The report from Moody’s Investors Service forecasts that commodities prices will begin to challenge some sectors of the economy, meanwhile risks related to elevated property prices and the economy’s reliance on overseas funding endure.
Overall, credit fundamentals are expected to stay robust, with moderate gearing in the corporate sector, resilience in the banking sector and bolstering from sound macro-economic trends.
“Australia’s key economic metrics, including GDP growth and unemployment, will continue to outperform most developed economy peers,” says Marie Diron, Moody’s Senior Vice President for the Sovereign Risk Group.
“However, government debt will rise from around 35% of GDP for the fiscal year ended 30 June 2015 to 38% of GDP in the fiscal year ended 30 June 2018, which will limit the government’s room to buffer against potential negative shocks through fiscal easing,” says Diron.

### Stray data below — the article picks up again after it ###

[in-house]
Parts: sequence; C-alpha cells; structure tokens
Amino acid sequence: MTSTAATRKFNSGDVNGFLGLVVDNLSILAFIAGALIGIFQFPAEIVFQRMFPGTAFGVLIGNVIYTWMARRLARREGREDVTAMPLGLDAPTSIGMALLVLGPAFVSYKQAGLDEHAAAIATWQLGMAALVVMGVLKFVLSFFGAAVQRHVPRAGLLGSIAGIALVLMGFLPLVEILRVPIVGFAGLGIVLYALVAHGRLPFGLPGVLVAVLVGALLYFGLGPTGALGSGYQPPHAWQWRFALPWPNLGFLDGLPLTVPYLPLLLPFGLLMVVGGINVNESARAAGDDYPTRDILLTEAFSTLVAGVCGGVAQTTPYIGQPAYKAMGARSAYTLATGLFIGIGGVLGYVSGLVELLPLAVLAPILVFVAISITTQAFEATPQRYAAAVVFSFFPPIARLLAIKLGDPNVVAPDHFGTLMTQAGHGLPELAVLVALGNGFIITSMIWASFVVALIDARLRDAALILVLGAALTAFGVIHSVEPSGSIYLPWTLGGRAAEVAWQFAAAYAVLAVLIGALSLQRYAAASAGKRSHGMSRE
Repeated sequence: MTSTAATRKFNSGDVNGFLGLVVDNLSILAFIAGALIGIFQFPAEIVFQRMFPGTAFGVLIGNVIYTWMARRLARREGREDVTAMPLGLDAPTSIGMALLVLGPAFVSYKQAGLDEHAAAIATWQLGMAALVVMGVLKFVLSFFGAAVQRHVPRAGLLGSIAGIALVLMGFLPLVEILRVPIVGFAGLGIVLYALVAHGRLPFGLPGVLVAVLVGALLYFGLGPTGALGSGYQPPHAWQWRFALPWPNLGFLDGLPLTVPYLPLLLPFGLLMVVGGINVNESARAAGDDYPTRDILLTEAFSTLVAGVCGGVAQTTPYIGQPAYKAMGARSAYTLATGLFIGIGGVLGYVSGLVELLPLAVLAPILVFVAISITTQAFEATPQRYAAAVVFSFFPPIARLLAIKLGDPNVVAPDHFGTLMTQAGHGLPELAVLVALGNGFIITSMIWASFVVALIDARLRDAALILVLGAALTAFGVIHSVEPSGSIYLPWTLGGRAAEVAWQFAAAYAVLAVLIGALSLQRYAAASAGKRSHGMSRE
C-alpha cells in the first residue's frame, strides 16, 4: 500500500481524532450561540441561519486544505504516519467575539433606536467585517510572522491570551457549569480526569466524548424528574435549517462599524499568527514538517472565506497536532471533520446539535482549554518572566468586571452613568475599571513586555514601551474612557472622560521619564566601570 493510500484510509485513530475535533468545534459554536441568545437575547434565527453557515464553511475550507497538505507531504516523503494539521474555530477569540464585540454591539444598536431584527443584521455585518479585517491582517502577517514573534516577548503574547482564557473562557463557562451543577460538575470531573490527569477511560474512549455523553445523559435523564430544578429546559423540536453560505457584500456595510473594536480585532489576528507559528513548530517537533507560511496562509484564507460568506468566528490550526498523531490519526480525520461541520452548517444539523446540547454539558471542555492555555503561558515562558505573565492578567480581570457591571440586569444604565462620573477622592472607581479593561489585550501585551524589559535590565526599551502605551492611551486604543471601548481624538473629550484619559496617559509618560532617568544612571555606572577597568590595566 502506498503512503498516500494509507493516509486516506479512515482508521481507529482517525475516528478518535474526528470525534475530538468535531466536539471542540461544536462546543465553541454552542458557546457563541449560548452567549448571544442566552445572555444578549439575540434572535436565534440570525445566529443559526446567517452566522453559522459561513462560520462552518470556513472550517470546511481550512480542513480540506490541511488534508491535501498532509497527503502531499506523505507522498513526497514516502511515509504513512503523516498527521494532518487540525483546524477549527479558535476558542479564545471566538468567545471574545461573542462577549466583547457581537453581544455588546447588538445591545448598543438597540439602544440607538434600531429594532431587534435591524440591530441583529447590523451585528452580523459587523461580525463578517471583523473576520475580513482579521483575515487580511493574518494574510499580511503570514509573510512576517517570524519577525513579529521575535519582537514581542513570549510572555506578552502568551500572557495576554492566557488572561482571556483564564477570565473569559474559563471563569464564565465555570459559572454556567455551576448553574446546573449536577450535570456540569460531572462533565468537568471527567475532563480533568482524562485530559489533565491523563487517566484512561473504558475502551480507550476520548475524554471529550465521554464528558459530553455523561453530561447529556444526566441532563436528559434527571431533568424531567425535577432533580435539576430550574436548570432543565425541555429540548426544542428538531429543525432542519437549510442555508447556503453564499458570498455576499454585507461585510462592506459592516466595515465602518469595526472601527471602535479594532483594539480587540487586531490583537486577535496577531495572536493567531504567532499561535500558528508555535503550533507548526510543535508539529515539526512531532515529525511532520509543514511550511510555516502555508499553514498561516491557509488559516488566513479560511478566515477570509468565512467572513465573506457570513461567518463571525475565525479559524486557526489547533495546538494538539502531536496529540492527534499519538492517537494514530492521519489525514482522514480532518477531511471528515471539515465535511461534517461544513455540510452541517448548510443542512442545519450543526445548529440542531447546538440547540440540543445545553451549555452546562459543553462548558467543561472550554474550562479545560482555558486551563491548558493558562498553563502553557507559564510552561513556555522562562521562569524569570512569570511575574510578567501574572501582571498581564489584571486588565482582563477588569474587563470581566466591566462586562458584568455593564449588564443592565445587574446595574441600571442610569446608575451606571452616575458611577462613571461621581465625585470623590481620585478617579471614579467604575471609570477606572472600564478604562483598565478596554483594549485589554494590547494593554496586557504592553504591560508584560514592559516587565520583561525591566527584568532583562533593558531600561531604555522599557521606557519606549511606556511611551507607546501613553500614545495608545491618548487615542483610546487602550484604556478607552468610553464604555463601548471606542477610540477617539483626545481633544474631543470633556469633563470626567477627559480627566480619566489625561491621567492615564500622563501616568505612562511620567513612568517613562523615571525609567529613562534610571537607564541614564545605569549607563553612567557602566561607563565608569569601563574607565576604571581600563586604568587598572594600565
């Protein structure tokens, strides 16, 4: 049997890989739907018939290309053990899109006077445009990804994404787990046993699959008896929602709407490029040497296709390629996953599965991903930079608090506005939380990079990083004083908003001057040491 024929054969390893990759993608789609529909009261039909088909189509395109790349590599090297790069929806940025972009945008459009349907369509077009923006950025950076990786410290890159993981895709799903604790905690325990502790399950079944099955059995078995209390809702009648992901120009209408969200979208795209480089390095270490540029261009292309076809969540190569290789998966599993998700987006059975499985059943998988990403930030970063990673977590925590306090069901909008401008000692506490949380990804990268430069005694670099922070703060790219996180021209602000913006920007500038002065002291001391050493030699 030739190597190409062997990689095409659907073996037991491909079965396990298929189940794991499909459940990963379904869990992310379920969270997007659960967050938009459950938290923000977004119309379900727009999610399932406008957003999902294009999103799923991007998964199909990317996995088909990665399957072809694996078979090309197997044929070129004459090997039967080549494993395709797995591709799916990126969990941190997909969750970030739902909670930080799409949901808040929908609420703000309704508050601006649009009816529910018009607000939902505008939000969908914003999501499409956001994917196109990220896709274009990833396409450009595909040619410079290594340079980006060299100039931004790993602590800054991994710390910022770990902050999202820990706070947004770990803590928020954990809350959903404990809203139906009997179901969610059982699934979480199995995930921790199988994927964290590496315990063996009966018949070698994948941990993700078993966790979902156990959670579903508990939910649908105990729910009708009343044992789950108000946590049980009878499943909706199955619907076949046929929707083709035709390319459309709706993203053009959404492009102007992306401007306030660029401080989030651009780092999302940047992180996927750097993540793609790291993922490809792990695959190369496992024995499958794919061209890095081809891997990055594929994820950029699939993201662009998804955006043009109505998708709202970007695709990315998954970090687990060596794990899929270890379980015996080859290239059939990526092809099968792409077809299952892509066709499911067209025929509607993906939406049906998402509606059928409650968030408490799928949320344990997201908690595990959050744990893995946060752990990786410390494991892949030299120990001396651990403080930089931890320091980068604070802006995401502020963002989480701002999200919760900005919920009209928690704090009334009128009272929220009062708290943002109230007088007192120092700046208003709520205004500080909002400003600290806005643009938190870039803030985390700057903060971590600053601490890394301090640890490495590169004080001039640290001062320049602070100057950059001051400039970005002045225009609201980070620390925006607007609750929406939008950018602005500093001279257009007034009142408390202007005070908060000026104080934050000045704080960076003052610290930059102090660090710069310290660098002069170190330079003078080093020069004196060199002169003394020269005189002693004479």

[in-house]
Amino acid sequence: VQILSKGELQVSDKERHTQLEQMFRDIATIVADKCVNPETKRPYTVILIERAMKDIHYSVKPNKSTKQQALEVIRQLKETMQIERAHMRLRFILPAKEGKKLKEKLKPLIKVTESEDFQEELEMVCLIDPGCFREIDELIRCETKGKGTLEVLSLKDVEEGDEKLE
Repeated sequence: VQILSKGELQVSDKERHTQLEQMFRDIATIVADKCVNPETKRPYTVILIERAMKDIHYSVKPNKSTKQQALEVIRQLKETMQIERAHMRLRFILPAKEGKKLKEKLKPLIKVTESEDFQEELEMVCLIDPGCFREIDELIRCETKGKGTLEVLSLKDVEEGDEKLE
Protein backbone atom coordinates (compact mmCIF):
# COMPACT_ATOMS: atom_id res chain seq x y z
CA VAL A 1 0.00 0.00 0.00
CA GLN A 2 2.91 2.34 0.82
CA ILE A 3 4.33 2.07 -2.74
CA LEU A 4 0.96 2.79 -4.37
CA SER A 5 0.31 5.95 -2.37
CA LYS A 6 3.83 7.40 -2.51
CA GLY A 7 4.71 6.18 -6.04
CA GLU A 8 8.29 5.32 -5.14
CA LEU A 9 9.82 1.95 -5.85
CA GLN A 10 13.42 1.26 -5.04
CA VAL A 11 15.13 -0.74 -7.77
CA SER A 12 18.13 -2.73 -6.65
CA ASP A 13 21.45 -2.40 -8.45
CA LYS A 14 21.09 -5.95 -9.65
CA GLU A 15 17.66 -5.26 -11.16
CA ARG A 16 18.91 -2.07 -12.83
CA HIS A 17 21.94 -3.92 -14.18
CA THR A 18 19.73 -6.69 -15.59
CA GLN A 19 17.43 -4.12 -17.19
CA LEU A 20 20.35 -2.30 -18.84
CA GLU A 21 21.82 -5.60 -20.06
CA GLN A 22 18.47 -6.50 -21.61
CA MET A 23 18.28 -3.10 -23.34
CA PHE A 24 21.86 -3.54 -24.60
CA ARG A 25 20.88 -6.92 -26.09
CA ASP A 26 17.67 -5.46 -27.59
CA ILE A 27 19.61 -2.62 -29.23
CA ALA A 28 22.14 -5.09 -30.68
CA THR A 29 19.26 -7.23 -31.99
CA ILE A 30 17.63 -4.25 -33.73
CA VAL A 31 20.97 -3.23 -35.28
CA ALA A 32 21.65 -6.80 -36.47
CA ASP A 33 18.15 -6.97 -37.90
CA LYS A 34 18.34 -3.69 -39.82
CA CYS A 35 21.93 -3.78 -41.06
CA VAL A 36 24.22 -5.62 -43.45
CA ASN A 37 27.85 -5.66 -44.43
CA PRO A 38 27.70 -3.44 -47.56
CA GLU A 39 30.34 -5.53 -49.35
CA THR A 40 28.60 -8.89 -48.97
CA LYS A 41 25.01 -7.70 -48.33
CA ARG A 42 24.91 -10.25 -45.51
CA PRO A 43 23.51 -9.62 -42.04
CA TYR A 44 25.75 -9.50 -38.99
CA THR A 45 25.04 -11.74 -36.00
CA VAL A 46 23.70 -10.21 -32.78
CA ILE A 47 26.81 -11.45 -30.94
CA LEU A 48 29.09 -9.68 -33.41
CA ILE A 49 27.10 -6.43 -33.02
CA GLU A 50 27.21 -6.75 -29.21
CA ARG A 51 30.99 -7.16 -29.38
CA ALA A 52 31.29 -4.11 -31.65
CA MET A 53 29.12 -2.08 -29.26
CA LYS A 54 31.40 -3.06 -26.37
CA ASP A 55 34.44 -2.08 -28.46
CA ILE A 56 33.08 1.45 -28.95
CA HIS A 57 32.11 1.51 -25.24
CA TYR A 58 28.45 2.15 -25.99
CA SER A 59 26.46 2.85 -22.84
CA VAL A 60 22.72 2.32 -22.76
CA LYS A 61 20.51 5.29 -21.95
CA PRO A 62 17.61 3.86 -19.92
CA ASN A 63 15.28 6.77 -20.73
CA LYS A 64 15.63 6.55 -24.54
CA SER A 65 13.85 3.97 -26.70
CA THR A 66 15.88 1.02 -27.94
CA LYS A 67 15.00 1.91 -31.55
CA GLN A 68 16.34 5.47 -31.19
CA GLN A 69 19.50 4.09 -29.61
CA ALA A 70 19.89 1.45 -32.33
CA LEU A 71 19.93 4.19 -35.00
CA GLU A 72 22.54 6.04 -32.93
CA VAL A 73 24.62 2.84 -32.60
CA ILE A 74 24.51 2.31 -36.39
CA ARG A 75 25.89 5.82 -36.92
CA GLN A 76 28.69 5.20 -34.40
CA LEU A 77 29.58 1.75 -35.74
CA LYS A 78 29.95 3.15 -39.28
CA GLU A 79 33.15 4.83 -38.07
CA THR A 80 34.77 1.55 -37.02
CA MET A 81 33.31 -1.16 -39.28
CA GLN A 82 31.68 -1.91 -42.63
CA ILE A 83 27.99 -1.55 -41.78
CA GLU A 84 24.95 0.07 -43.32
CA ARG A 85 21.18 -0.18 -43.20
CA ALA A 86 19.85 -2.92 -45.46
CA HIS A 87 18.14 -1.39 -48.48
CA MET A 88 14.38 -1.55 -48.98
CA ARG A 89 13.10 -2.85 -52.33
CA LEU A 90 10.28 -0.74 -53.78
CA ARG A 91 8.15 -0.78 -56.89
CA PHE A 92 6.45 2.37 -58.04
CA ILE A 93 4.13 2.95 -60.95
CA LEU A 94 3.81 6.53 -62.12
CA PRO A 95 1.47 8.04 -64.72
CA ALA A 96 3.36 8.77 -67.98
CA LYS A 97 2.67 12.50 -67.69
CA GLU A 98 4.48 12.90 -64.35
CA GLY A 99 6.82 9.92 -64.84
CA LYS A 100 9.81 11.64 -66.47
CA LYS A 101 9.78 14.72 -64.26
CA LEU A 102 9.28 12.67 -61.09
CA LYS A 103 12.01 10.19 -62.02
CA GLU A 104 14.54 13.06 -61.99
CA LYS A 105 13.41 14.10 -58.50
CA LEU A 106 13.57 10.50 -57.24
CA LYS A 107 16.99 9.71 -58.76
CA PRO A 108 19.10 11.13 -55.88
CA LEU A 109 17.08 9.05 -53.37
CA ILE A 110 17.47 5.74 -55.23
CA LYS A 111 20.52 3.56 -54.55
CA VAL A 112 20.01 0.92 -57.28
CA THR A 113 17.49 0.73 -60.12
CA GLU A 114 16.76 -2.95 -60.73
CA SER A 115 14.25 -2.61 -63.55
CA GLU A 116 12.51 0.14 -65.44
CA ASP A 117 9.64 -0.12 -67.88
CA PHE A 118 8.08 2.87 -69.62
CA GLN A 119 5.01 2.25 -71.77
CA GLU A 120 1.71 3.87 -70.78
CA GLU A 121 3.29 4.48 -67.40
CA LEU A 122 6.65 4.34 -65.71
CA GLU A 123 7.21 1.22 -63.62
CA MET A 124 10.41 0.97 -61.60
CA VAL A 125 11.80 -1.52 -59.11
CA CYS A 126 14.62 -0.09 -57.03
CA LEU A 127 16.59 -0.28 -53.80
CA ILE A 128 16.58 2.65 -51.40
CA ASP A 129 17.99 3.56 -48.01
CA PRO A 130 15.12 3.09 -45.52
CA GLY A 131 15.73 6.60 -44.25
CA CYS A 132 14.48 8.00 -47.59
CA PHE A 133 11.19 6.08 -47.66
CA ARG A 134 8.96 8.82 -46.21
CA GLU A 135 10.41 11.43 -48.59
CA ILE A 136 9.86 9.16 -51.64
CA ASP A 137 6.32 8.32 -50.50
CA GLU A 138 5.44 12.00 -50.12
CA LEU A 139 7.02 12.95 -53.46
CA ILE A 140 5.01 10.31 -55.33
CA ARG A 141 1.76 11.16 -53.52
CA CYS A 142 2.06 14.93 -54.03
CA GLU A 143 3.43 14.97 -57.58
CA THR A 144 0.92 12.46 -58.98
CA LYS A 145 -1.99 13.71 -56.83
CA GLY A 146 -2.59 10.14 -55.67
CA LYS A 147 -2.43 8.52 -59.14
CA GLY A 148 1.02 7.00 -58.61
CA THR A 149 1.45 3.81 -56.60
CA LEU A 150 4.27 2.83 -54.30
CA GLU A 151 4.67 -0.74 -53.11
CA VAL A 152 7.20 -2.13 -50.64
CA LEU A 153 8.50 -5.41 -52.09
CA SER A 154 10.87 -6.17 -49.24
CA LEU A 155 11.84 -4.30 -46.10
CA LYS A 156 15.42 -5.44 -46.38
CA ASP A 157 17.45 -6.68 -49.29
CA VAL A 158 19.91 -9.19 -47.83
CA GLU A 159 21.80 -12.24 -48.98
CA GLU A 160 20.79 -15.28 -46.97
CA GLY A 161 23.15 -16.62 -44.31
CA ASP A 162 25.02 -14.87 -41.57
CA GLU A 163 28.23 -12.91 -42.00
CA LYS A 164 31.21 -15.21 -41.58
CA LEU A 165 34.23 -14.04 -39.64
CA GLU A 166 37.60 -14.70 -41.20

Low commodities prices and weaker corporate and income tax receipts will take their toll on government revenues – contributing to increased government debt. Iron ore and coal producers are coming under particular strain. The firm does not predict “any material” recovery in commodities prices for the foreseeable owing to gluts of overproduction in numerous markets.
Meanwhile, commitments to spending on welfare, education and health will reduce the government’s ability to reduce overall spend.
“On the banking industry, while Australian banks are likely to report rising problem loans within their resources-related portfolios, such loans will be manageable, particularly because the four largest banks exhibit a low direct exposure to the commodities sector,” says Ilya Serov, a Moody’s Senior Vice President for the Financial Institutions Group.
The forecasts come from Moody’s new report: “Australia Credit: Subdued Commodities Prices and External Vulnerabilities Constrain Credit Profiles,” and is co-authored by Marie Diron, Patrick Winsbury and Ilya Serov.
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